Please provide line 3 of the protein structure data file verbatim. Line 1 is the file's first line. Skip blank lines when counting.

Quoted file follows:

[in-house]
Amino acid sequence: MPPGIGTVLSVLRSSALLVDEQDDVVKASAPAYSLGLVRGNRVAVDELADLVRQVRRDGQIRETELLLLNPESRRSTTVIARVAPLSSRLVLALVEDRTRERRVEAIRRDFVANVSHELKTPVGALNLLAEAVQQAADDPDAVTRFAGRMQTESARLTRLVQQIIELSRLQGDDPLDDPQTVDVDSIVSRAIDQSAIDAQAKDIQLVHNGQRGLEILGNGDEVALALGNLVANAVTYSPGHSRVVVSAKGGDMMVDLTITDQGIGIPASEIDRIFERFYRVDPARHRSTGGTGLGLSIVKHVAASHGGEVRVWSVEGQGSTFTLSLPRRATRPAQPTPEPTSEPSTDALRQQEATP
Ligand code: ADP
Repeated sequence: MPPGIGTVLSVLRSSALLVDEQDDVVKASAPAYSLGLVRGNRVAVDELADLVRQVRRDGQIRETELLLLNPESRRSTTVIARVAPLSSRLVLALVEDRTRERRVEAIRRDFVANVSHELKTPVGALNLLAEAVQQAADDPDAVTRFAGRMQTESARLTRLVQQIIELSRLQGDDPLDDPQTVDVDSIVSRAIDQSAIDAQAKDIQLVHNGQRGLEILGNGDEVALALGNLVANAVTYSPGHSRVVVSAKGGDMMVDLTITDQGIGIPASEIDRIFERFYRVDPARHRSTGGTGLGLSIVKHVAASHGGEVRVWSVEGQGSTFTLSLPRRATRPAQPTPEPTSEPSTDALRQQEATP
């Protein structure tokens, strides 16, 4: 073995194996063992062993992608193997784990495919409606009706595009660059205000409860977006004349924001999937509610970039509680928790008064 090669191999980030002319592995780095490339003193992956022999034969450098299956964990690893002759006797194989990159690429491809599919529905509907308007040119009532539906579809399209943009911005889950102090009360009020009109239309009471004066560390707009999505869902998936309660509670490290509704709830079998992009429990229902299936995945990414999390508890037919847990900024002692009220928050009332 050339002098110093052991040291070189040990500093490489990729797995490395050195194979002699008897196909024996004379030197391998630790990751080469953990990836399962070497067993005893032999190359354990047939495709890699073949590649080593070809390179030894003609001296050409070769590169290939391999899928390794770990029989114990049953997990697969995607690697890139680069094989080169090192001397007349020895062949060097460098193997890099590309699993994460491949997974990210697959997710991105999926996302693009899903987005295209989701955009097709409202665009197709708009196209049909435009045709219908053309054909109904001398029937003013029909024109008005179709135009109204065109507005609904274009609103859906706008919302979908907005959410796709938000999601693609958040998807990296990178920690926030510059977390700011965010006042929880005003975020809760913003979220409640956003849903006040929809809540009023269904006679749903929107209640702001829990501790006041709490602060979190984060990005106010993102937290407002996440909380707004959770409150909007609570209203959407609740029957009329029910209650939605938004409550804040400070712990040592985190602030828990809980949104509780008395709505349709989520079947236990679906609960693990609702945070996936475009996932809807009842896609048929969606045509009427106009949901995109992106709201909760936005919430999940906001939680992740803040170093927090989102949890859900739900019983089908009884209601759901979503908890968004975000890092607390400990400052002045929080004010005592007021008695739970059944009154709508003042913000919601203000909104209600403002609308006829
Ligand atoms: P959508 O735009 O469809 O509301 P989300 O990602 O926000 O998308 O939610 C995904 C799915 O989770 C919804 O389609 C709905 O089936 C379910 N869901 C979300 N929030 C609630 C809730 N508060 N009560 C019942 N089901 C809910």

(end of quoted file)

Ligand code: ADP